They stopped for lunch. Sanchez chose sushi. He ate the raw fish and roe with chopsticks and slurped his soup straight from the bowl, just like a local.
Back on the bus, crawling through the gridlock, the men tried to remember Japanese characters and sound out the words on sides of trucks and shop fronts.They joked about how the food was much better this time around and marveled at the ubiquitous heated toilet seats.
Schwartz, from Hanford, Calif., was eager to get to Kawasaki, south of Tokyo, to the site of the camp where he spent more than half of his 1,367 days as a POW. As an officer, he had been put in charge of the camp, a job he said came with no authority but plenty of blame, meaning that he suffered his share of beatings.
“I consider myself the luckiest POW,” he said. “I didn’t have to do hard labor because I was an officer, and I didn’t get that sick, and I was never that terribly mistreated.”
Schwartz, who had a career in the Navy after the war, has recently been transcribing the diaries he kept in the camp. As the bus made its way toward Kawasaki, Schwartz’s son Jack Jr. read out a diary entry that recorded the mundane and the mortifying with equanimity.
The entry reads, “September 2. Arrived at Yokohama at nine and took 10 minute ride to Kawasaki. Trucked to camp. What a place. High stockade. 2nd floor windows barred. Other prisoners were already present. We were forced by a firing squad to take an oath not to escape etc.”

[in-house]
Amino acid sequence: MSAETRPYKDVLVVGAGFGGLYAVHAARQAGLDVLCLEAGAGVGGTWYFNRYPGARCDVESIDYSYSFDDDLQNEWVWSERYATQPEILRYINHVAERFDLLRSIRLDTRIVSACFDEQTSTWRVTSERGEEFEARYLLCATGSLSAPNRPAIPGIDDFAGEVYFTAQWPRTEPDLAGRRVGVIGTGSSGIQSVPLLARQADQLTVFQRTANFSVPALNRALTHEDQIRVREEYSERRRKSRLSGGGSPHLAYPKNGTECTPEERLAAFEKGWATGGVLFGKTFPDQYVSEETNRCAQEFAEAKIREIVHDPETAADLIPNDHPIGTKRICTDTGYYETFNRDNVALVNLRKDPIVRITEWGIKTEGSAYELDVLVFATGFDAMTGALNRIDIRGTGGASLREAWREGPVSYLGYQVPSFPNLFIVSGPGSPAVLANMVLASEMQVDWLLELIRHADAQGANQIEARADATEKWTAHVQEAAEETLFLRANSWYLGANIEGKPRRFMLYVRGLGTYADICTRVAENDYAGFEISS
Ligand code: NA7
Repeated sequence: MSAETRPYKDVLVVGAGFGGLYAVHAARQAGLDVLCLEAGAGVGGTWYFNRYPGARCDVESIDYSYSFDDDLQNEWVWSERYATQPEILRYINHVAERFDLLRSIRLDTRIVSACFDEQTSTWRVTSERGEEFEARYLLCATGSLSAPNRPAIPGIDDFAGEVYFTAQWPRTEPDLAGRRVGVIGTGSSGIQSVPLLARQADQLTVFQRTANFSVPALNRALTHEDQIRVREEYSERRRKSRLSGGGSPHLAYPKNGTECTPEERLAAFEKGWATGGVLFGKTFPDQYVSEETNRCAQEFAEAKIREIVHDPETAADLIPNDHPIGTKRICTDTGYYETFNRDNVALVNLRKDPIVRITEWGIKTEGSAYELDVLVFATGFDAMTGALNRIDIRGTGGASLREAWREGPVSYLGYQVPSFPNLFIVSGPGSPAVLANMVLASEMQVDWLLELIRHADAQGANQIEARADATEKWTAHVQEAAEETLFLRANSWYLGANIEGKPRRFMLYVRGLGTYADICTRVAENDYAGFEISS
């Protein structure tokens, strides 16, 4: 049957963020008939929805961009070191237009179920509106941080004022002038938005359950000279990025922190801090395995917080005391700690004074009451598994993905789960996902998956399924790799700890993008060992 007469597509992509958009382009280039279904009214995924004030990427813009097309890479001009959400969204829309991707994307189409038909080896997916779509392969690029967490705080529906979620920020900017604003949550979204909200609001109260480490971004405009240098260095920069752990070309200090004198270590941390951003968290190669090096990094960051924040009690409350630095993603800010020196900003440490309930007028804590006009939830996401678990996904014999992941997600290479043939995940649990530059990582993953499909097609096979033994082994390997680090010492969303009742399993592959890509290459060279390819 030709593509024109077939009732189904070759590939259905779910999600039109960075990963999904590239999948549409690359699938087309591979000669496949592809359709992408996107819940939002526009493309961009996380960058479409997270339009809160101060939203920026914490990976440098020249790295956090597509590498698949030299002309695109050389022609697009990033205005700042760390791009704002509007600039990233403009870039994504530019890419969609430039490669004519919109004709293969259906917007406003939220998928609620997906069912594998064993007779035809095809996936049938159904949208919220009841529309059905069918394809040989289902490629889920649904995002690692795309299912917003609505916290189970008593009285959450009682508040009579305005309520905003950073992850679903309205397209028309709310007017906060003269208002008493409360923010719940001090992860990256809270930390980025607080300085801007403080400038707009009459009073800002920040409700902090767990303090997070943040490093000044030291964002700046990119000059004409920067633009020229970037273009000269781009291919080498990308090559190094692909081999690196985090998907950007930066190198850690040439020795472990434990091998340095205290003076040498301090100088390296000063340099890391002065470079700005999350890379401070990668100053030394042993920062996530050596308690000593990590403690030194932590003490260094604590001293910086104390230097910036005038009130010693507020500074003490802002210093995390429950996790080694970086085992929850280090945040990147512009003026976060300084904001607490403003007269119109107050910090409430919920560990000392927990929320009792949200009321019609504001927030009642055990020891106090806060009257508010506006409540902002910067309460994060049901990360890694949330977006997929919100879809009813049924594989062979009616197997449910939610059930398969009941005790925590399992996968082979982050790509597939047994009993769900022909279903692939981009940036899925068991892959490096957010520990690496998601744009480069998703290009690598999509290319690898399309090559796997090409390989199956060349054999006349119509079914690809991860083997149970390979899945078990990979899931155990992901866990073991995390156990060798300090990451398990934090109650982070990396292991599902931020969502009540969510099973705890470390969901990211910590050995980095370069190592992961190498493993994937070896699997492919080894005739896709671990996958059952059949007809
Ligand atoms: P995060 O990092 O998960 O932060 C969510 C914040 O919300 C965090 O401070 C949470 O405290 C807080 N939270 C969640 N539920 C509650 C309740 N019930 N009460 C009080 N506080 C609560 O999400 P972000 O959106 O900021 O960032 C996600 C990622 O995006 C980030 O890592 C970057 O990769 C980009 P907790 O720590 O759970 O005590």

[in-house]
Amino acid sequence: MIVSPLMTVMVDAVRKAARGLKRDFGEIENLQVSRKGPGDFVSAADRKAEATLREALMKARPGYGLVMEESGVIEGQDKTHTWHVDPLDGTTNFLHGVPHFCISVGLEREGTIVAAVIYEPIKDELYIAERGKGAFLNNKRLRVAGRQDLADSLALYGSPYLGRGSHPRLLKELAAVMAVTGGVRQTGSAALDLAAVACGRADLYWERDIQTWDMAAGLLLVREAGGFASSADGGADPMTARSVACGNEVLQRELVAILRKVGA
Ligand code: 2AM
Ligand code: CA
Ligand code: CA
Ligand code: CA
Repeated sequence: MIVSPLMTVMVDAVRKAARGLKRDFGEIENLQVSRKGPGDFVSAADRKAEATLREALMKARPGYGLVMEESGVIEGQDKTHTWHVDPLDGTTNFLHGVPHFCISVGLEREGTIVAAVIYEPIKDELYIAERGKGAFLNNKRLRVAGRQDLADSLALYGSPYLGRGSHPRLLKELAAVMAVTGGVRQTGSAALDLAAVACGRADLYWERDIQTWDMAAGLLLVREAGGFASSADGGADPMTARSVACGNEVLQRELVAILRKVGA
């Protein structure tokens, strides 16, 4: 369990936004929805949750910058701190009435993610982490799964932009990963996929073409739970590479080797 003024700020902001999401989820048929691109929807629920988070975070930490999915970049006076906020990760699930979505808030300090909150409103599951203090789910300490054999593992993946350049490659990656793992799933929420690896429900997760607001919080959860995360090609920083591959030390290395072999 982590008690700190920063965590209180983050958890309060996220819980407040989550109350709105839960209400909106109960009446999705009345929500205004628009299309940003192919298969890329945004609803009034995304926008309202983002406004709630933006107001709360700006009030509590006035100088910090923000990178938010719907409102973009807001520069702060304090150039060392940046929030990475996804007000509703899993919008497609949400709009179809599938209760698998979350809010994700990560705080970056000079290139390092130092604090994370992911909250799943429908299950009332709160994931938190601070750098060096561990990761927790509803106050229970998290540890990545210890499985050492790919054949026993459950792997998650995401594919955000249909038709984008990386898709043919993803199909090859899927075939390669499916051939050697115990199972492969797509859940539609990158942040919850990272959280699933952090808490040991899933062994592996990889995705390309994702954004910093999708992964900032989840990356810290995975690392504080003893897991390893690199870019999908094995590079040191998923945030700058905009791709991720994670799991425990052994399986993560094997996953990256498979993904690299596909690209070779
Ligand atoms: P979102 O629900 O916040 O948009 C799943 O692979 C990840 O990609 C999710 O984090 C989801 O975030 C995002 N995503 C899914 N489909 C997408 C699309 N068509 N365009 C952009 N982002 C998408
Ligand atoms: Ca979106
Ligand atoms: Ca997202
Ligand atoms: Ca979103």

Once the former POWs arrived at the site of the Kawasaki camp, however, a guard told Schwartz that he was not allowed in the compound to have his photo taken next to the factory where he once worked, even as Jack Jr., stressed his father’s age and the significance of the place.
Still, Schwartz was moved just to be there again. “I tell you what, seeing this makes the whole trip worthwhile,” he said.
“It’s pretty cool, huh, Dad?” Jack Jr. asked.
“Sure is, sure is,” came the response.
What was striking about the three former POWs was not just how little resentment they harbored but how happy they seemed for Japan.
“I get a kick out of seeing how well this nation is doing,” said Nichols, who spent time working in an open-pit iron mine in northern Japan. He also worked in the office, and was tickled when the foreign ministry presented him with his wartime records this week. He’d typed them.
“I’m amazed at the growth of this city,” he said. “It’s all just unbelievable.”
Of course, not everyone is so forgiving. For some, the memories of what happened here remain fresh and the wounds raw.
For almost everyone, though, the motivation for making the long trip across the Pacific was to finally close a difficult chapter of their lives.
“I’d say that all seven of these POWs are at different stages of closure,” Sanchez’s son David said, before concluding that the trip is one that the men, running short on time, needed to make. “This is good for them.”